People here take the virus seriously. Very seriously, indeed.
Wherever we go in our Spanish town of Olvera in Andalucía, folks have masks dangling, half-mast, from their ear lobes, ready to pull them up to cover their mouths and noses as soon as the shadows of others are seen approaching.
That’s outside, on the streets.
Elsewhere, the masks are also facial appendages. Little old ladies sit and chat with covered faces, night after night, on benches in the tidy little park at the bottom of Calle Campillos, where Olvera´s former post office had stood, replaced years ago with this quaint oasis in the midst of row houses zig-zagging as they bend and stretch up and down the narrow, steep street.
Across the border in Portugal, little old men sit on knee-high walls surrounding their village churches, pontificating about this or that (as is their nature). It’s difficult enough to understand their dialects under the best of conditions; but, with mouths muffled by máscaras (mascarillas in Spanish), it’s even more challenging to decipher their staccatoed opinions and argumentative crescendos.
Even the youngsters – from toddlers to teens – understand the seriousness of the moment, responding without usual rebellion when told to step back, stay away, come inside, don’t touch, wear their masks.
These are people, entire populations, who barely survived under severe lockdowns for three or more months. They’ve seen death and the toll Coronavirus can take, up-close-and-personal. So, they´re now bound and determined to do whatever they can to ensure they and their communities aren’t again victimized by the virus.
Now, they take Covid-19 damned seriously.
To promote social distancing at restaurants, cafés, and snack bars, Olvera’s local government has granted special dispensations to eating venues and watering holes, allowing them to squat on public space: either grassy land nearby or by cordoning off four or five asphalt parking spots and dedicating them to diners.
After all, this is a café culture where people relish food, drink, and companionship … with wine, coffee, cola, and beer.
Nobody – employees, delivery personnel, clients, customers – enters a shop (large or small) without wearing a mask. Sanitizer is plentiful everywhere. Plastic gloves are often available, sometimes required (in groceries and markets), other times not—but recommended. Cosmetologists and stylists apologize for having to raise prices by fifty cents to pay for the plastic booties and robes clients are required to wear. And, woe to the supermarket customer who dares to inch beyond the designated markers! You may be allowed to put purchases on the conveyor belt … but you’ll be warned to wait until the previous customer has completed paying and packing, before advancing. The one person per elevator (lift) rule is respected, as is a minimum meter distance on escalators. Waiting rooms, as elsewhere, maintain two empty seats between each available one. Spitting on streets is strictly prohibited and enforced by one hundred to one thousand euro fines.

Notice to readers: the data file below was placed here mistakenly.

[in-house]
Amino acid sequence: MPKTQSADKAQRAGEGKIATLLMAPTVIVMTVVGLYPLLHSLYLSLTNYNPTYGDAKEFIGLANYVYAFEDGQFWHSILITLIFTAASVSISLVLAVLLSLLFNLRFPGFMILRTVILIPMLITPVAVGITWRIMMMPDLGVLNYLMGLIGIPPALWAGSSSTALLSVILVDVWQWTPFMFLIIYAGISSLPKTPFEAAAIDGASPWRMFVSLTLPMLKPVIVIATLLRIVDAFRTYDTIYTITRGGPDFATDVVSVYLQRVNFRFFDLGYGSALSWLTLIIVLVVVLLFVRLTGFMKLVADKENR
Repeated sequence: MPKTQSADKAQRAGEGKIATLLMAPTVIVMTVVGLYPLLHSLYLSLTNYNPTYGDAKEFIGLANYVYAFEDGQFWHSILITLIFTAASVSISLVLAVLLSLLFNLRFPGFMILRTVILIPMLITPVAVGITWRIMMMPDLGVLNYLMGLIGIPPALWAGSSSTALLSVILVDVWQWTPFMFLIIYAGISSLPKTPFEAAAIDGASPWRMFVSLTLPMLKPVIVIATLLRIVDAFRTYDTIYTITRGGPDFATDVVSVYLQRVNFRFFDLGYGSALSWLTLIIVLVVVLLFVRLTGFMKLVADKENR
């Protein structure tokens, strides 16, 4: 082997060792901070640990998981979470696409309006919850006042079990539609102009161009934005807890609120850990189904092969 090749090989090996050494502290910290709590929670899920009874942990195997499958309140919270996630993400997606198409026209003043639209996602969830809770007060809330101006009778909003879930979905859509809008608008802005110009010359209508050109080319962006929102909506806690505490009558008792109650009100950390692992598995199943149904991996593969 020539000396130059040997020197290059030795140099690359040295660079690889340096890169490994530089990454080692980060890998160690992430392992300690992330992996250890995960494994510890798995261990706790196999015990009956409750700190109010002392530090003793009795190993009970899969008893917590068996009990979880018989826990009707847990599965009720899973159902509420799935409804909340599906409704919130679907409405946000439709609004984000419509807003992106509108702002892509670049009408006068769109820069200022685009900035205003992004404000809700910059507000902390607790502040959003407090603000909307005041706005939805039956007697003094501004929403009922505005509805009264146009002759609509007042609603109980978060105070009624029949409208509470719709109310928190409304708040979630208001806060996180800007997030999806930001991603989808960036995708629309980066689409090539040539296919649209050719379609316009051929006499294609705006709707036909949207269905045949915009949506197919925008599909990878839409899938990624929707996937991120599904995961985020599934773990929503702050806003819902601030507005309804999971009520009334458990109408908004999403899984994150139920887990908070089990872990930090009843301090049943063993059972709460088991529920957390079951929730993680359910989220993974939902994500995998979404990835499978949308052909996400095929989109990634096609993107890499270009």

Throughout the Iberia peninsula, Covid-19 isn’t a matter of personal politics or in-your-face freedom fighters; rather, it’s actually about personal hygiene and public welfare: the common good.
I certainly don’t mean to imply that everyone here is a sanitized saint, dutifully and willingly following the new “normal” rules for social interactions. Just the other day, in fact, I observed a woman in one of our favorite supermarkets picking up plastic packages of pastry, squeezing them, and putting them in front of her (masked) nose for a sniff. She picked up and put back at least a half-dozen packages. Not that she was malicious, but simply self-serving and negligent, not thinking about the potential consequences she was causing to others. I caught the eye a store associate and nodded at the woman. Without hesitation, the supermarket employee approached the offender and gave her a lesson she’ll not soon forget about appropriate protocols for grocery shopping.
Nonetheless, such experiences are exceptions to the rule.
By and large, we live among demonstrably caring, emotional and “affectionate” people who share their feelings with hugs, handshakes, and serial kisses on both cheeks. Not now, however. Instead, we poke elbows … laughing about how silly (but serious) such a greeting seems.
Elbow kissing doesn’t come close to sharing a good, hearty hug.
And that’s what really, truly hurts.
No hoax intended!
Shared here are personal observations, experiences, and happenstance that actually occurred to us as we moved from the USA to begin a new life in Portugal and Spain. Collected and compiled in EXPAT: Leaving the USA for Good, the book is available in hardcover, paperback, and eBook editions from Amazon and most online booksellers.